"We know patients who are older and/or immunocompromised, whether it’s from cancer, medications or other underlying medical conditions, are more vulnerable to contracting COVID with serious complications and even death, even if they are fully vaccinated. This aligns with the CDC’s recommendations about boosters. The reassuring data is that in vaccinated persons over 65 years of age, the incidence of death from breakthrough cases still remains eight to 10 times less than unvaccinated persons with the same demographics,” Dr. Khalilah Gates, associate professor of medicine in pulmonary and critical care at Northwestern University Feinberg School of Medicine, said in a statement.

"As unfortunate as his death is this morning, it shows the importance of vaccinations and the morbidity and mortality of being in one or more of those groups. It reinforces what we have been encouraging, continued vaccinations in those age groups and now boosters in those populations as well. For all of the Colin Powells amongst us, in our families, in our communities, we cannot afford to become lax,” Gates added.

“Like over 130,000 Americans today, Secretary Powell suffered from multiple myeloma, which is the second most common blood cancer after non-Hodgkin’s lymphoma,” added Dr. Paul Richardson, director of clinical research at the Jerome Lipper Multiple Myeloma Center at Harvard’s Dana-Farber Cancer Institute.

“Multiple myeloma disproportionately impacts Black patients, who are at twice the risk of developing the disease as compared to white Americans, and it’s expected that by 2034, nearly one in four multiple myeloma patients will be African American,” Richardson added.

He continued: “Covid-19 has been a considerable challenge in the multiple myeloma community. Patients are not only vulnerable to infection but once infected, they are more prone to serious complications including vascular effects and profound immune dysfunction. As the world continues to grapple with the pandemic and we prepare to meet the challenges of new variants, we urge individuals to get vaccinated to not only protect themselves and their loved ones, but to protect the health of others as well.”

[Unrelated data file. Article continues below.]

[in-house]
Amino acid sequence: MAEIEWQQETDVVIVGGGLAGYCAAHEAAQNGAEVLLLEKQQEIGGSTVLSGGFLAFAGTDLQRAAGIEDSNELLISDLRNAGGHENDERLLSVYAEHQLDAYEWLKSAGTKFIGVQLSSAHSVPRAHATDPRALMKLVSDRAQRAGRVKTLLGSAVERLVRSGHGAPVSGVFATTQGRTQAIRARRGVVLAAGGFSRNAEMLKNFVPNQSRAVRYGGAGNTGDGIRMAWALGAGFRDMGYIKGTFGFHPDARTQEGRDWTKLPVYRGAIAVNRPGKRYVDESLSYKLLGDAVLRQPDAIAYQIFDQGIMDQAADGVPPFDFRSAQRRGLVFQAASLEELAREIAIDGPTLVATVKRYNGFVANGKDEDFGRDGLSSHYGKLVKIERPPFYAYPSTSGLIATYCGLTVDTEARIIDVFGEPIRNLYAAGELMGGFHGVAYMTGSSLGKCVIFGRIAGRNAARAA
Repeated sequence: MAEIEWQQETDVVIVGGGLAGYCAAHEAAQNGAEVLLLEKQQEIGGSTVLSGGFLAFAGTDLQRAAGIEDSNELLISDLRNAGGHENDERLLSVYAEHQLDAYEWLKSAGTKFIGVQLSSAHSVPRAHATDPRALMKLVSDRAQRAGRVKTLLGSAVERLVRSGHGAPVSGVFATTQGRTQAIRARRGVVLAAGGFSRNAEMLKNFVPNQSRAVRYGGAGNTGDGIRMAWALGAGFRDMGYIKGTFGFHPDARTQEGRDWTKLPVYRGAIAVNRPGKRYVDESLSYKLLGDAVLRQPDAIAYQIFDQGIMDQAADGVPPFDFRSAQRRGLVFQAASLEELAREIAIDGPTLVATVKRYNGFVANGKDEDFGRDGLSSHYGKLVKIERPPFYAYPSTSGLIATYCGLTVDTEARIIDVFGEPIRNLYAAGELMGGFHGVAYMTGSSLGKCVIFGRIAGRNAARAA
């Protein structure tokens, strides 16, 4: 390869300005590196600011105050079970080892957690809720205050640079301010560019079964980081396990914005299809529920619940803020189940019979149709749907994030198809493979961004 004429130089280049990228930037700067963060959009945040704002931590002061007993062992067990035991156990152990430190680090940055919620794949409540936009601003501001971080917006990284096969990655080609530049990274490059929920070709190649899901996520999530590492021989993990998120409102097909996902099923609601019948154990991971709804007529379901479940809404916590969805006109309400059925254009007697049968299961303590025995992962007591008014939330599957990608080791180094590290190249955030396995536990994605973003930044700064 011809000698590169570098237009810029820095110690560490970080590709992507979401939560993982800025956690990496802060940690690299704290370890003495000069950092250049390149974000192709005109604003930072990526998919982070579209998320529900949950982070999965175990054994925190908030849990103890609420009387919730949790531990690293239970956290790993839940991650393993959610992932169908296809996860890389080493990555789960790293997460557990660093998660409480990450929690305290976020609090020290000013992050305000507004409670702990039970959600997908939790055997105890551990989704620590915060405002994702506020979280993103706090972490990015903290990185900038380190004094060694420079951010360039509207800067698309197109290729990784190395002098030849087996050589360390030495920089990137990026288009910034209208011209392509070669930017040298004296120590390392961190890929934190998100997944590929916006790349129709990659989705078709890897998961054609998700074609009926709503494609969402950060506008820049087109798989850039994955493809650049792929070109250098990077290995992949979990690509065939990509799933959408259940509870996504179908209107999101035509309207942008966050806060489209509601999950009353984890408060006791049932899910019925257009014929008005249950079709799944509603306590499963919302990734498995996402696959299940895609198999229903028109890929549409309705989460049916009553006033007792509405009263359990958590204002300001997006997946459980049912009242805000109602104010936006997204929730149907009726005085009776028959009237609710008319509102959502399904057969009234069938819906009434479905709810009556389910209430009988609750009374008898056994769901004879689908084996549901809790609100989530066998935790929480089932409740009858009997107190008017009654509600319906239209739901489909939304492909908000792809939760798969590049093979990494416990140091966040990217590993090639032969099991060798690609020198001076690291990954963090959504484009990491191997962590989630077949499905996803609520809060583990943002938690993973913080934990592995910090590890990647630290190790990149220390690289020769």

CNN's Devan Cole contributed reporting to this post.

3:26 p.m. ET, October 18, 2021

Powell's youth improvement group calls him a "fierce, longstanding advocate" for country's young people

From CNN’s Devan Cole 

Former Secretary of State Colin Powell delivers remarks at an America's Promise Alliance education event in 2010.
Former Secretary of State Colin Powell delivers remarks at an America's Promise Alliance education event in 2010. (Tim Sloan/AFP/Getty Images)

America’s Promise Alliance, a nationwide partnership network devoted to improving the lives of America's young people for which Colin Powell and his wife Alma were the founding co-chairs, mourned the loss of the former secretary of state on Monday, remembering him as “a fierce, longstanding advocate for the nation’s young people.” 

“At our founding, General Powell’s vision for a national collective effort to ensure the next generation’s wellbeing and success was groundbreaking,” C. Gregg Petersmeyer, chair of America’s Promise Alliance, said in a statement. “But General Powell didn’t stop at this vision. He put in the work. He committed his time, energy, creativity, financial resources, and leadership to helping this collective effort translate into impact in communities all across the country.”   

He continued: “(Powell’s) advocacy brought together unlikely partners, he inspired corporate America to make tangible commitments to the nation’s youth, and he shone a light on the important role that adults of all backgrounds can play in helping young people find their path to success. His own life was the very embodiment of America’s Promise.” 

2:14 p.m. ET, October 18, 2021

Vice President Harris: Colin Powell "upheld the highest standards"

From CNN's Jasmine Wright

Evelyn Hockstein/Pool/AFP/Getty Images
Evelyn Hockstein/Pool/AFP/Getty Images

Vice President Kamala Harris mourned the loss of Colin Powell Monday, describing him as a “barrier breaker” who inspired many in the military and beyond.

“As National Security Advisor, Chairman of the Joint Chiefs of Staff, and Secretary of State, he was an independent thinker and a barrier breaker who inspired leaders in our military and throughout our nation,” Harris said in a statement.

Harris described her last moments with Powell, saying, “I last saw and spoke with Secretary Powell in July, at a dinner honoring German Chancellor Angela Merkel. I was reminded then how he always showed the world the best of who we are. He upheld the highest standards, representing our nation with dignity, grace, and strength.”

She added, “The legacy that he leaves behind – on America’s national security and on the leaders he mentored – can be seen every day across our nation and the world. “

Read her full statement below:

"Secretary Colin Powell dedicated his life to defending our nation. As National Security Advisor, Chairman of the Joint Chiefs of Staff, and Secretary of State, he was an independent thinker and a barrier breaker who inspired leaders in our military and throughout our nation. 
Secretary Powell served our nation with courage, unwavering in his belief in its principles and its promise. The son of immigrants, Secretary Powell rose through the ranks of the United States Army. He was a decorated veteran and a devoted patriot.